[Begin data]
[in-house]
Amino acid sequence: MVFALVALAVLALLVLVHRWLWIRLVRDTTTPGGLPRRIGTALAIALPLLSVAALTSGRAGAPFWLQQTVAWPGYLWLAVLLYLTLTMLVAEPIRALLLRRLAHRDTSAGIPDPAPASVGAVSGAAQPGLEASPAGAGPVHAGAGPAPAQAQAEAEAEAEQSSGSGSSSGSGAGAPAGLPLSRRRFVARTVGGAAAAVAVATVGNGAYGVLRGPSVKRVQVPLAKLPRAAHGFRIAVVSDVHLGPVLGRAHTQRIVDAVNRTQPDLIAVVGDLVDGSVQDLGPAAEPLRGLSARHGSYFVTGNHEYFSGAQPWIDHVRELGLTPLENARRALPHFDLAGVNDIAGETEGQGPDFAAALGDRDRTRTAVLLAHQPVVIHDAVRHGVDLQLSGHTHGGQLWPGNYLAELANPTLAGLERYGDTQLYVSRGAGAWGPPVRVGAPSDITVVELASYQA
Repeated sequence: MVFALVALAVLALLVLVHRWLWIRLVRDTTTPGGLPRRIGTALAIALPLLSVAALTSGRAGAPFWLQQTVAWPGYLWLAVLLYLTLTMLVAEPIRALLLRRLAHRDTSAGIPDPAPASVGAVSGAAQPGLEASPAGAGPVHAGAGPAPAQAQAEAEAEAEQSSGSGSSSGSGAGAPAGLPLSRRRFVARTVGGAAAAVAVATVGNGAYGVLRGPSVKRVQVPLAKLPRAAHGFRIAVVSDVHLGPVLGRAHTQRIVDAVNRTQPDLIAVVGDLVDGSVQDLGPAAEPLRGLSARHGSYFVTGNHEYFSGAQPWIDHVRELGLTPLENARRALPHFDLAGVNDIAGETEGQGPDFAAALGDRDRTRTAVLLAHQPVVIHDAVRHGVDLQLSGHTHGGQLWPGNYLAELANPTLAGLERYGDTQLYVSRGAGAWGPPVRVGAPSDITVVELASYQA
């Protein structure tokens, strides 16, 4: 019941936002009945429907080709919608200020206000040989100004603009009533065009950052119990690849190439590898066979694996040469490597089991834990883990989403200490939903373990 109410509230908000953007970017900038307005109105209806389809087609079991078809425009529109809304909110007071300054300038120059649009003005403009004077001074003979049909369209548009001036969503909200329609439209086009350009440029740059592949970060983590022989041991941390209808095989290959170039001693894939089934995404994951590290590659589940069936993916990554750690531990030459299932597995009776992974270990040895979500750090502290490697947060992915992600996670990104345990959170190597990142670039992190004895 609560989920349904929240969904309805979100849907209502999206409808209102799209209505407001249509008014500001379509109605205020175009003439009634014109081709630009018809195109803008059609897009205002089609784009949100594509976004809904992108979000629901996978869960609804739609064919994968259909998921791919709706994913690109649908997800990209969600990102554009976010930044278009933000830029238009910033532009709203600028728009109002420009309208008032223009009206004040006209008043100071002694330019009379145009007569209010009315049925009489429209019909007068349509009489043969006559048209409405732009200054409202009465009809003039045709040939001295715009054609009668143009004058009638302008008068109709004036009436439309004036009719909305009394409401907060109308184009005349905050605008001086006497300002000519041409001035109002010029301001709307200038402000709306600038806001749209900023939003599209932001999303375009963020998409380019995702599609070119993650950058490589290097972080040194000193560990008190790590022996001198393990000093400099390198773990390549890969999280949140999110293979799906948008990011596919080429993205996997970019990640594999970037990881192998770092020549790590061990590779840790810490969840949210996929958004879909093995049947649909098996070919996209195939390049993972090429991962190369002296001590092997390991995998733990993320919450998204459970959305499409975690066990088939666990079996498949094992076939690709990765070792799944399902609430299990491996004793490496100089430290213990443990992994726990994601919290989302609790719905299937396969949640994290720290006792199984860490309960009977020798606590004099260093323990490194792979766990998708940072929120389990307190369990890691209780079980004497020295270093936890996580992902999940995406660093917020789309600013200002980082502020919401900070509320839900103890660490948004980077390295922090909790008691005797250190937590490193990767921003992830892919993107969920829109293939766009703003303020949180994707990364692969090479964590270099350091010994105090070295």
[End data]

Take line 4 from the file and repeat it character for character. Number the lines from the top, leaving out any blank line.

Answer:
């Protein structure tokens, strides 16, 4: 019941936002009945429907080709919608200020206000040989100004603009009533065009950052119990690849190439590898066979694996040469490597089991834990883990989403200490939903373990 109410509230908000953007970017900038307005109105209806389809087609079991078809425009529109809304909110007071300054300038120059649009003005403009004077001074003979049909369209548009001036969503909200329609439209086009350009440029740059592949970060983590022989041991941390209808095989290959170039001693894939089934995404994951590290590659589940069936993916990554750690531990030459299932597995009776992974270990040895979500750090502290490697947060992915992600996670990104345990959170190597990142670039992190004895 609560989920349904929240969904309805979100849907209502999206409808209102799209209505407001249509008014500001379509109605205020175009003439009634014109081709630009018809195109803008059609897009205002089609784009949100594509976004809904992108979000629901996978869960609804739609064919994968259909998921791919709706994913690109649908997800990209969600990102554009976010930044278009933000830029238009910033532009709203600028728009109002420009309208008032223009009206004040006209008043100071002694330019009379145009007569209010009315049925009489429209019909007068349509009489043969006559048209409405732009200054409202009465009809003039045709040939001295715009054609009668143009004058009638302008008068109709004036009436439309004036009719909305009394409401907060109308184009005349905050605008001086006497300002000519041409001035109002010029301001709307200038402000709306600038806001749209900023939003599209932001999303375009963020998409380019995702599609070119993650950058490589290097972080040194000193560990008190790590022996001198393990000093400099390198773990390549890969999280949140999110293979799906948008990011596919080429993205996997970019990640594999970037990881192998770092020549790590061990590779840790810490969840949210996929958004879909093995049947649909098996070919996209195939390049993972090429991962190369002296001590092997390991995998733990993320919450998204459970959305499409975690066990088939666990079996498949094992076939690709990765070792799944399902609430299990491996004793490496100089430290213990443990992994726990994601919290989302609790719905299937396969949640994290720290006792199984860490309960009977020798606590004099260093323990490194792979766990998708940072929120389990307190369990890691209780079980004497020295270093936890996580992902999940995406660093917020789309600013200002980082502020919401900070509320839900103890660490948004980077390295922090909790008691005797250190937590490193990767921003992830892919993107969920829109293939766009703003303020949180994707990364692969090479964590270099350091010994105090070295």